. Name of three counts of Flanders. Arnulf I the Great (885-965, r. 918-65), also known in his last years as “the Old,” “the Rich,” or “the Lame,” was the son of Count Baudouin II. After the death of his younger brother in 933, he ruled an area that included his family’s ancestral lands in western and southwestern Flanders, Boulogne, Tournai, territories around Saint-Omer and Therouanne, and perhaps Ghent. A reformer of the Flemish abbeys and a skilled diplomat, he allied with the counts of Vermandois to check the rising power of the dukes of Normandy. The west Frankish king Lothair gave him the title princeps, previously held only by Hugues le Grand, count of Paris, and established the principle that all feudal bonds in Flanders passed through the princeps and ultimately to the king. Arnulfs son, Baudouin III, predeceased him, and Lothair arranged the succession of Baudouin’s son, Arnulf II (ca. 961-988, r. 965-88). Arnulf Il’s rule witnessed the beginning of serious conflicts in Flanders between the counts’ two feudal lords: the king of France, who occupied southeastern Flanders as a condition of permitting Arnulfs accession, and the Holy Roman emperor, lord of the territory east of the Scheldt. Arnulf II married the daughter of King Berengar II of Italy in 976 and died prematurely in 988. Arnulf III (r. 1070-71) was the son of Count Baudouin VI. He ruled only a few months before being killed in battle by his uncle Robert the Frisian, who usurped the countship.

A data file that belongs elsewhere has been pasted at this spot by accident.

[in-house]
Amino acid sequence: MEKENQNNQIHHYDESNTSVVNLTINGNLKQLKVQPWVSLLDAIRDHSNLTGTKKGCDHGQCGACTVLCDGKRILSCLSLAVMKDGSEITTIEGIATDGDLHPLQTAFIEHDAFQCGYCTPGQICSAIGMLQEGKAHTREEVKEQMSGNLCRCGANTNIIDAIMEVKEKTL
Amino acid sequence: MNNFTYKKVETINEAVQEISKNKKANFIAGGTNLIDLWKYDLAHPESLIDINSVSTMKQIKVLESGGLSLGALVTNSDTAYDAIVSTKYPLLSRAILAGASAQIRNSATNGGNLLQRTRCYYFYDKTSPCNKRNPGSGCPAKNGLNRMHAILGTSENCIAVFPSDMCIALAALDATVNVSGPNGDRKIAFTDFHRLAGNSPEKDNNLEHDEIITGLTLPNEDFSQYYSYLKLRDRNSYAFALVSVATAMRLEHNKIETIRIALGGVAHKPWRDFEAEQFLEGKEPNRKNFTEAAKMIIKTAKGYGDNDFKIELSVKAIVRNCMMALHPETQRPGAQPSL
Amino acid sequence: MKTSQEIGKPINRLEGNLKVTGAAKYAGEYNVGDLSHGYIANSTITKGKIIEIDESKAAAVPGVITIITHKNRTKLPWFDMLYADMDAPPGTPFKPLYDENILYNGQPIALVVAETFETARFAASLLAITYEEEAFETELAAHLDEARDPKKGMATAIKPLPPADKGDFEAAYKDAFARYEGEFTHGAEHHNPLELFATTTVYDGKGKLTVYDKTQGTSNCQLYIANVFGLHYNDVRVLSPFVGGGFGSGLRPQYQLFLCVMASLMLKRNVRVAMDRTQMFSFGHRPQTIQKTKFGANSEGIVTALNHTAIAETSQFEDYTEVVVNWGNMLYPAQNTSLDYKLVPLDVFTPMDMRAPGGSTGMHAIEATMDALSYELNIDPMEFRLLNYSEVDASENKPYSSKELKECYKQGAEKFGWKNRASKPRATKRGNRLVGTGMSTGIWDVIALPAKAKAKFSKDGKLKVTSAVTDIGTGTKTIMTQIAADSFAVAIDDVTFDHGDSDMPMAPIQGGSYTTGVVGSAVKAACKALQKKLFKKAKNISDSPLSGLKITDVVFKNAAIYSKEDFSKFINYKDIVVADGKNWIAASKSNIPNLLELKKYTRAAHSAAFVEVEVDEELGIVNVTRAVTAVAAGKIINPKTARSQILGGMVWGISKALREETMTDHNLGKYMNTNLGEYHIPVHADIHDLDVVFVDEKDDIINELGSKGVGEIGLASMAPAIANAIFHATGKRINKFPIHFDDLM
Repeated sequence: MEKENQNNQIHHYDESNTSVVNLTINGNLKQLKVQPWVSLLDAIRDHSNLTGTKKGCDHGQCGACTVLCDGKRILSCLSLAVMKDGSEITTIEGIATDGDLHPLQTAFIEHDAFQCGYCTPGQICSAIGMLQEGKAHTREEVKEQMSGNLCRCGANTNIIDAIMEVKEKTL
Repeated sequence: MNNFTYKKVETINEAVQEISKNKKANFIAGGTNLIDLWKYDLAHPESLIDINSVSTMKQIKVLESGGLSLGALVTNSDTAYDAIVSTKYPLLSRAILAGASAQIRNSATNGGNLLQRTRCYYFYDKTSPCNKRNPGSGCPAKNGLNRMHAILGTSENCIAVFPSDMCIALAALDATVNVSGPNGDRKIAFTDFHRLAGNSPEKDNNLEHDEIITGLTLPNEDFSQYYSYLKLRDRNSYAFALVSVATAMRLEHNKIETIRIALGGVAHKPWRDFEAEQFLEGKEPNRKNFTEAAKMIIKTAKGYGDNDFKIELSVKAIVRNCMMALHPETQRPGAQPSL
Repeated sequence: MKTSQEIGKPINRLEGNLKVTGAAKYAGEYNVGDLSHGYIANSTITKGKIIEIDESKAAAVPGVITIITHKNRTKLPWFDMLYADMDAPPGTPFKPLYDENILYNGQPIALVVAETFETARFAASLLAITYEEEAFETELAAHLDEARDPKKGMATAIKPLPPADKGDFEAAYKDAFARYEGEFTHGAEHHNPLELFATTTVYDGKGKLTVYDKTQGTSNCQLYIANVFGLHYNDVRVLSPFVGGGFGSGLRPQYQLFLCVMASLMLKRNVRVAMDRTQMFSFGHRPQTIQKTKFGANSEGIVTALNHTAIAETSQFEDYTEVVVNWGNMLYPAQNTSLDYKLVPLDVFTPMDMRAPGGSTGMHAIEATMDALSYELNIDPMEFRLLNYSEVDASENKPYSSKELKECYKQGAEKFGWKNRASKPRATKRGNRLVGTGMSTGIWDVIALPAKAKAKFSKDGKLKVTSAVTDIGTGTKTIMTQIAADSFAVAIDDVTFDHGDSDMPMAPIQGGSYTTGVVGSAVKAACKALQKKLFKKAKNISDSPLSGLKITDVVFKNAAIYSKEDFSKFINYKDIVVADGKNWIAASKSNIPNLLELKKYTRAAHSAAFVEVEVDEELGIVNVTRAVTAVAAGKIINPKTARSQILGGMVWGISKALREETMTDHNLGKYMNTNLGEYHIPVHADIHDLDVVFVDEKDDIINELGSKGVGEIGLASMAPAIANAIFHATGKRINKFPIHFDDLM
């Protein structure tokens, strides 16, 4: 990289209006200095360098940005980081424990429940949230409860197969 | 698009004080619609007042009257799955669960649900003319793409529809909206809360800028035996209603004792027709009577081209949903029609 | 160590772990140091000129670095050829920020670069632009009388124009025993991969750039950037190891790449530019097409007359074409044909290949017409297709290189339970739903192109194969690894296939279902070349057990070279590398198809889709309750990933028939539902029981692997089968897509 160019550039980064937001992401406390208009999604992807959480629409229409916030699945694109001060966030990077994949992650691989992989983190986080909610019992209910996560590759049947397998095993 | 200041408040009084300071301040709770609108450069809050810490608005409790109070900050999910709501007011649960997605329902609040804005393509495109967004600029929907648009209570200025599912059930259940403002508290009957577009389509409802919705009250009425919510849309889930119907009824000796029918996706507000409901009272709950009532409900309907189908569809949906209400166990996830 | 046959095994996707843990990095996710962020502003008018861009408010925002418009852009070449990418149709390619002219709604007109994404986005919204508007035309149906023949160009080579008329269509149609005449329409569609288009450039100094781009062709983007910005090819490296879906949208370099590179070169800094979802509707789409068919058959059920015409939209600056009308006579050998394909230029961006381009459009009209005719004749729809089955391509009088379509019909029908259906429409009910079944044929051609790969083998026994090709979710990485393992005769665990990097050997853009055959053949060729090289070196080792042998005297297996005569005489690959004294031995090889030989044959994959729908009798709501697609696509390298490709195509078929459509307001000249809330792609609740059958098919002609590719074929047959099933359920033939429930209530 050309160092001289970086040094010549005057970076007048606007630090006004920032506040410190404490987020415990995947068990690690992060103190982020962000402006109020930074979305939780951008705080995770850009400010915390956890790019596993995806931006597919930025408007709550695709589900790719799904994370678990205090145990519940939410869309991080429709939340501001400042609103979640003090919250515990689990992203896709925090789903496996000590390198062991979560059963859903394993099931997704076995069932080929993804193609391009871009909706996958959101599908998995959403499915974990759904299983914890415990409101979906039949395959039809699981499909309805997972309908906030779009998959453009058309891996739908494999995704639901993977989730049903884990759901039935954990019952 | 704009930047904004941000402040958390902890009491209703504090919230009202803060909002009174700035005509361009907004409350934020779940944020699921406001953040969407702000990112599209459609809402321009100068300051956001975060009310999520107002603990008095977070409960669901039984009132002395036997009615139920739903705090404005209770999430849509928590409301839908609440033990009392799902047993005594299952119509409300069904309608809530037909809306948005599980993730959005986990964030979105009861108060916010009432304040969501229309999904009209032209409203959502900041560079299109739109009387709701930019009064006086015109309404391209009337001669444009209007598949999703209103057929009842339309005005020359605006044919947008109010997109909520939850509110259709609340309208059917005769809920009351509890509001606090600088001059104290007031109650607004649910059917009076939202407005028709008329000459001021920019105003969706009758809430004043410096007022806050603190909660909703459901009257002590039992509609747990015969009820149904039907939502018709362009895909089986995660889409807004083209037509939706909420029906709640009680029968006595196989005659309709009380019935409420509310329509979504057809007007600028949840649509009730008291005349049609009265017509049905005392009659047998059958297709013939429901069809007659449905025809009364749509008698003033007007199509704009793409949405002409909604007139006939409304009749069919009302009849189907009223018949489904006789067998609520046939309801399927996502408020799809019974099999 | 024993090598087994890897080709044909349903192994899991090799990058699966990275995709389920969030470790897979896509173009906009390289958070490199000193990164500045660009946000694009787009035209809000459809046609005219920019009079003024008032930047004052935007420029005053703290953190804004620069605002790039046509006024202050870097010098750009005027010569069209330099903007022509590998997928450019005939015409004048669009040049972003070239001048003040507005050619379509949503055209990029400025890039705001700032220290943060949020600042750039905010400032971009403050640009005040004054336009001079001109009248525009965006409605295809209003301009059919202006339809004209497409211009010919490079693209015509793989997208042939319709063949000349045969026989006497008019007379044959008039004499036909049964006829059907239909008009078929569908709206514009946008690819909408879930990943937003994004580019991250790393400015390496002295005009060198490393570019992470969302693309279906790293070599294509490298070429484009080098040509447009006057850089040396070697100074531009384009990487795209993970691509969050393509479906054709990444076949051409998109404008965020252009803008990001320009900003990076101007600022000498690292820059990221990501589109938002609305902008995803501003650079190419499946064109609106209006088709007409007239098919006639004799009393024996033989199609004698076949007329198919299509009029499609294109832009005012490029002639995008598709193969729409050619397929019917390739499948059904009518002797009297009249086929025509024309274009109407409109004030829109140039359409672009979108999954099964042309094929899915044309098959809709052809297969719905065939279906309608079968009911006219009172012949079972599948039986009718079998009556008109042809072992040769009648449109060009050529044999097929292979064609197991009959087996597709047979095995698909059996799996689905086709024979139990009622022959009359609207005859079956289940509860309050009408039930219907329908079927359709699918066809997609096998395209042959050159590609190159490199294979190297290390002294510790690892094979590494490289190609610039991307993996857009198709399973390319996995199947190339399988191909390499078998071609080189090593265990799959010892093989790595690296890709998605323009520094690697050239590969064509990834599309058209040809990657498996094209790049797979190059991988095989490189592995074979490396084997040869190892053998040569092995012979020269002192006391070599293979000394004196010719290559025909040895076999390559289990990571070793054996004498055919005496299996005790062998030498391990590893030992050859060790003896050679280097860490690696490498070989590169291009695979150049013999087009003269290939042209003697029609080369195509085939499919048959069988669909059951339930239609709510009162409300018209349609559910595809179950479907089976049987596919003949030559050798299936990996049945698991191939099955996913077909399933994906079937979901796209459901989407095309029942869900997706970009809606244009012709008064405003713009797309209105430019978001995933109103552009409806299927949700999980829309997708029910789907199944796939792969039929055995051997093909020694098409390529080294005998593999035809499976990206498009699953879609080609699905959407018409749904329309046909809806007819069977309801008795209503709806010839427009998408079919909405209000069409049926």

David M. Nicholas
[See also: FLANDERS]
Ganshof, Frangois L. La Flandre sous lespremiers comtes. Brussels: Renaissance du Livre, 1943. Koch, A. C.F. “Het graafschap Vlaanderen van de 9de eeuw tot 1070.” In Algemene Geschiedenis
Der Nederlanden. 2nd ed. Haarlem: Fibula-van Dishoeck, 1982, Vol. 1, pp. 354-83.